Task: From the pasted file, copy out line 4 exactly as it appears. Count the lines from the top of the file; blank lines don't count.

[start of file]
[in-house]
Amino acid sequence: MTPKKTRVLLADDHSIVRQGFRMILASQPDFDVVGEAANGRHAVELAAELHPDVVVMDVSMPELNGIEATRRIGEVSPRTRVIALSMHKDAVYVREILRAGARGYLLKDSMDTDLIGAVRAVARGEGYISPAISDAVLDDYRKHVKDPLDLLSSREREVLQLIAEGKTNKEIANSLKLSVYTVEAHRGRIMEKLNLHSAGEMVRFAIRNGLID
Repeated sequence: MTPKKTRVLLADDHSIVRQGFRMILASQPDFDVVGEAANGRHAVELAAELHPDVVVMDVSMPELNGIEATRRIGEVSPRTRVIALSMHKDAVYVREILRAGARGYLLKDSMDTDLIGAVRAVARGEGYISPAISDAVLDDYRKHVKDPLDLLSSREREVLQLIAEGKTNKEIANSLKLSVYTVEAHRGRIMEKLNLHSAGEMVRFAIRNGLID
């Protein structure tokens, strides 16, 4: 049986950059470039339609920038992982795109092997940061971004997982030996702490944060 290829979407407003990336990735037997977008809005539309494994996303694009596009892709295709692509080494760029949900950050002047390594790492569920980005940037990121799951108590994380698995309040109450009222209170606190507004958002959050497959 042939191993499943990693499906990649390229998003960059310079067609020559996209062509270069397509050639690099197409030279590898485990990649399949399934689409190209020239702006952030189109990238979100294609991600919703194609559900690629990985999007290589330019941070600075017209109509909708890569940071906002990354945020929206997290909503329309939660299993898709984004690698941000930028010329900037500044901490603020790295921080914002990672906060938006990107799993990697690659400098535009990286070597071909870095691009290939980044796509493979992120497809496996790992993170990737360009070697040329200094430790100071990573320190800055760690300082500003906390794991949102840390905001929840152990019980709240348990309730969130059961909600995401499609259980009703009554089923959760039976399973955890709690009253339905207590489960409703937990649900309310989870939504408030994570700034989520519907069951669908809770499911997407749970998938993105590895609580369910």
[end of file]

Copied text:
């Protein structure tokens, strides 16, 4: 049986950059470039339609920038992982795109092997940061971004997982030996702490944060 290829979407407003990336990735037997977008809005539309494994996303694009596009892709295709692509080494760029949900950050002047390594790492569920980005940037990121799951108590994380698995309040109450009222209170606190507004958002959050497959 042939191993499943990693499906990649390229998003960059310079067609020559996209062509270069397509050639690099197409030279590898485990990649399949399934689409190209020239702006952030189109990238979100294609991600919703194609559900690629990985999007290589330019941070600075017209109509909708890569940071906002990354945020929206997290909503329309939660299993898709984004690698941000930028010329900037500044901490603020790295921080914002990672906060938006990107799993990697690659400098535009990286070597071909870095691009290939980044796509493979992120497809496996790992993170990737360009070697040329200094430790100071990573320190800055760690300082500003906390794991949102840390905001929840152990019980709240348990309730969130059961909600995401499609259980009703009554089923959760039976399973955890709690009253339905207590489960409703937990649900309310989870939504408030994570700034989520519907069951669908809770499911997407749970998938993105590895609580369910």